WHY BUSINESSES GET INTO TROUBLED WATERS
Trouble can be caused by external forces, and not under the control of management. Among the most frequently mentioned are recession, interest rate changes, changes in government policy, inflation, the entry of new competition, and industry product obsolescence.
However, those who manage turnarounds find that while such circumstances define the environment to which a troubled company needs to adjust, they are rarely the sole reason for company failure. External shocks impact all companies in an industry, and only some of them fail. Others survive and prosper.
Most causes of failure can be found within company management. Although there are many causes of trouble, the most frequently cited fall into three broad areas: inattention to strategic issues, general management problems, and poor financial/accounting system and practices. There is a striking similarity between these causes of trouble and the causes of failure for startups.
Misunderstanding Market Niche
The first of these issues is a failure to understand the company’s market niche and to focus on growth without considering profitability. Instead of developing a strategy, these firms take on low-margin business and add capacity in an effort to grow. They then run out of cash.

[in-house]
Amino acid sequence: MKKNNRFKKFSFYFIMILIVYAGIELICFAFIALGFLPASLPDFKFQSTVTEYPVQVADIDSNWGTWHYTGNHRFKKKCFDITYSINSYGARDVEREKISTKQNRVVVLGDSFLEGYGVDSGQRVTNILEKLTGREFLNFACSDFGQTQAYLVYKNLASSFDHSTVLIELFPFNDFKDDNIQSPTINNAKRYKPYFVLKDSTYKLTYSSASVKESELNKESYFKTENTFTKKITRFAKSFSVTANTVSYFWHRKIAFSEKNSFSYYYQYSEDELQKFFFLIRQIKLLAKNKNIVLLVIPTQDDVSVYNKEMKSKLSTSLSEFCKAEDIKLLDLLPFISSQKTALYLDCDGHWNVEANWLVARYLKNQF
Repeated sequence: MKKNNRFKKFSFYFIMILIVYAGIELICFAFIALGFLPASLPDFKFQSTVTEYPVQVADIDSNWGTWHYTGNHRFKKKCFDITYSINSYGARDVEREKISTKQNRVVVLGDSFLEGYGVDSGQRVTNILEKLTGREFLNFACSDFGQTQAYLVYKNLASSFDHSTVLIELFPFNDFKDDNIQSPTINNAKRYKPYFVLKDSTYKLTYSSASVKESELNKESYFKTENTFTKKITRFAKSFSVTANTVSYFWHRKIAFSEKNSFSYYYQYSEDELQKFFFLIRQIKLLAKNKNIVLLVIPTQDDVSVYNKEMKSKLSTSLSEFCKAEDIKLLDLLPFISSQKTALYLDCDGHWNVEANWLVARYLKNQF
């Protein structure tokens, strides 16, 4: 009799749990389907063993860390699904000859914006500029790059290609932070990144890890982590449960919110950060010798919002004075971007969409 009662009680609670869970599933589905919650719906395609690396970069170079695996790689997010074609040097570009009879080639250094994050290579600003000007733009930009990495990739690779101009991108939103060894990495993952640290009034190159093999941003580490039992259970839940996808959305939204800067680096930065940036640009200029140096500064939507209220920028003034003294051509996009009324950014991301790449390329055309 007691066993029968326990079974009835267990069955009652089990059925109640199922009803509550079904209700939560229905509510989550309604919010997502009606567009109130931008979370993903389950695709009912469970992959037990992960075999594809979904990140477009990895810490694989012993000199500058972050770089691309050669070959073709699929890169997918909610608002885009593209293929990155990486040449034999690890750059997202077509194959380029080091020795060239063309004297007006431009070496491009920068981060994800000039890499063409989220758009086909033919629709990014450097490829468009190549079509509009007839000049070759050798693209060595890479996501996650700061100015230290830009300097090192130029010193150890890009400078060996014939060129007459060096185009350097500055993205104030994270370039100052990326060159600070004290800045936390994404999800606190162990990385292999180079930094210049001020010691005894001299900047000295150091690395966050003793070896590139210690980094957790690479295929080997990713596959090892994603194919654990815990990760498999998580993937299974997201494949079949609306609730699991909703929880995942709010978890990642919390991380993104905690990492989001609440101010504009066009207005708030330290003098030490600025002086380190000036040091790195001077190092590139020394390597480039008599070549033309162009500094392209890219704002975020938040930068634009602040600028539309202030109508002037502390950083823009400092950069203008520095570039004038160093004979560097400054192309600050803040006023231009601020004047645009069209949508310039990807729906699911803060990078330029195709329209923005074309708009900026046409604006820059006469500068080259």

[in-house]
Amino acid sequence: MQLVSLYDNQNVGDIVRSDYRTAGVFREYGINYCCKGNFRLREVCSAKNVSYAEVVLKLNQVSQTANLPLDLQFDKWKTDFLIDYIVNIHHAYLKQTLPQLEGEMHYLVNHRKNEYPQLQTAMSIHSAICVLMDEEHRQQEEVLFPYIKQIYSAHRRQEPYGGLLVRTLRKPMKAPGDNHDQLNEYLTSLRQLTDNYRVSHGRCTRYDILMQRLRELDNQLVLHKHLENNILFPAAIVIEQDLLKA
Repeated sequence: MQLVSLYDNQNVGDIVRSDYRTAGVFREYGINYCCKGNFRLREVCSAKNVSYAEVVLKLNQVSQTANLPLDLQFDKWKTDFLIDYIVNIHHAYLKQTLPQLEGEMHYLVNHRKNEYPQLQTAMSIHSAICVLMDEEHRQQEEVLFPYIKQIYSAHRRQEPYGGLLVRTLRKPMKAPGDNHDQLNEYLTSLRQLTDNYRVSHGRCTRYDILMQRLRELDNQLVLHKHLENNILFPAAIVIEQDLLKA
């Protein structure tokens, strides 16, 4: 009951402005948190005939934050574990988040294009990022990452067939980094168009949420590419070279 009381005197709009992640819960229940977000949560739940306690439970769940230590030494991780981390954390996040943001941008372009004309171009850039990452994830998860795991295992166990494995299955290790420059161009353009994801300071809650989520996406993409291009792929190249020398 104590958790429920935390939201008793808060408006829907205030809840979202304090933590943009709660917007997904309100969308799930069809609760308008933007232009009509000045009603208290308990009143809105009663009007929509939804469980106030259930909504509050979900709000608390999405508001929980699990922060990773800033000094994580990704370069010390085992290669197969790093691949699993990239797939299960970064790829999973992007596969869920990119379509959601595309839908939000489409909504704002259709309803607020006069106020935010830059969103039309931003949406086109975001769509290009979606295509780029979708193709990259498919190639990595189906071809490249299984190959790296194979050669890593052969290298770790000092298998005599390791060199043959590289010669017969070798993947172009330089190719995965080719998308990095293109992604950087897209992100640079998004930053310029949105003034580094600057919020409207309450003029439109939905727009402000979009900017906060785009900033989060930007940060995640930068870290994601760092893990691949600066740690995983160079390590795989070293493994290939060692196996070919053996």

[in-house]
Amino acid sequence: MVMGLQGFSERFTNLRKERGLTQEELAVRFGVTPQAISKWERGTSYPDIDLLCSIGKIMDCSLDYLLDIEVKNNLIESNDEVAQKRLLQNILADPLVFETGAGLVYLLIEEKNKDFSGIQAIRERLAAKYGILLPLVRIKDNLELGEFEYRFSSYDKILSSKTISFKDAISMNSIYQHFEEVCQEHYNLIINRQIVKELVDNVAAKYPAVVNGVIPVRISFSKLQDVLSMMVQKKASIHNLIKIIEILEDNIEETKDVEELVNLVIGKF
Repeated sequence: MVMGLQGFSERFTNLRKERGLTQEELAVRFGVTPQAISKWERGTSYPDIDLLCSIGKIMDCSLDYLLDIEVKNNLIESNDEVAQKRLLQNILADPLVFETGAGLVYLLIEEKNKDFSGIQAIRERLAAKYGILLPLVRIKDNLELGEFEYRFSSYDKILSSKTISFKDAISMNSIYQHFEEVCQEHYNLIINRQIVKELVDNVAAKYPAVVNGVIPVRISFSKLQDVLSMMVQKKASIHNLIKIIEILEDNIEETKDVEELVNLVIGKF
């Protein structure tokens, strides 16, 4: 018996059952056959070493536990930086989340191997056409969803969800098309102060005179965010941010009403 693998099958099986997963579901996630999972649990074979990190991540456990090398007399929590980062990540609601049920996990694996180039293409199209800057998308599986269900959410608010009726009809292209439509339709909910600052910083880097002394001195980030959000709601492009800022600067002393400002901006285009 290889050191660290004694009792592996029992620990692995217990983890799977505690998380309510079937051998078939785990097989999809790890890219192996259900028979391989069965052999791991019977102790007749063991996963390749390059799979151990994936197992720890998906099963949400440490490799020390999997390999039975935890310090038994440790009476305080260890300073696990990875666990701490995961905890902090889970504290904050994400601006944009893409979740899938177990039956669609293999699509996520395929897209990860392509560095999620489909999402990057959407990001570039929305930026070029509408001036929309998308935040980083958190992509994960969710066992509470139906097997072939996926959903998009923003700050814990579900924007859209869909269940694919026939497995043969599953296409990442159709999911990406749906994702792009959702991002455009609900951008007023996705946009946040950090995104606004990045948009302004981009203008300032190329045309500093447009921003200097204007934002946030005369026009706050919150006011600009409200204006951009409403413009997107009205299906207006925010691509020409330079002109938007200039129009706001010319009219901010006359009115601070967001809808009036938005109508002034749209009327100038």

Mismanaged Relationships with Suppliers
Related to the issue of not understanding the market niche is the failure to understand the economics of relationships with suppliers and customers. For example, some firms allow practices in the industry to dictate payment terms, when they may be in a position to dictate their own terms.
Diversification Into An Unrelated Business Area
A common failing of cash-rich firms that suffer from the growth syndrome is diversification into unrelated business areas. These companies use the cash flow generated in one business to start another without good reason. As one turnaround consultant said, “I couldn’t believe it. There was no synergy at all. They added to their overhead but not to their contribution. No common sense!”
Related to the problem of starting a firm around an idea rather than an opportunity, is the problem of firms that have “great products” and are looking for other markets where they can be sold. This is done without analyzing the firm’s opportunities.
The Big Project
The company gears up for a “big project” without looking at the cash flow implications. Cash is expended by adding capacity and hiring personnel. When sales do not materialize or take longer than expected to materialize, there is trouble.
Sometimes the “big project” is required by the nature of the business opportunity. An example of this would be the high -technology startup that needs to capitalize on a first-mover advantage. The company needs to prove the products “right to life” and grow quickly to the point where it can achieve a public market or become an attractive acquisition candidate for a larger company. This ensures that a larger company cannot use its advantages in scale and existing distribution channels, after copying the technology, to achieve dominance over the startup.
Lack of Contingency Planning
As has been stated over and over, the path to growth is not a smooth curve upward. Firms need to be geared to think about what happens if things go sour, sales fall, or collections slow. There need to be planned in place for layoffs and capacity reduction.
Lack of Management Skills, Experience and Know-how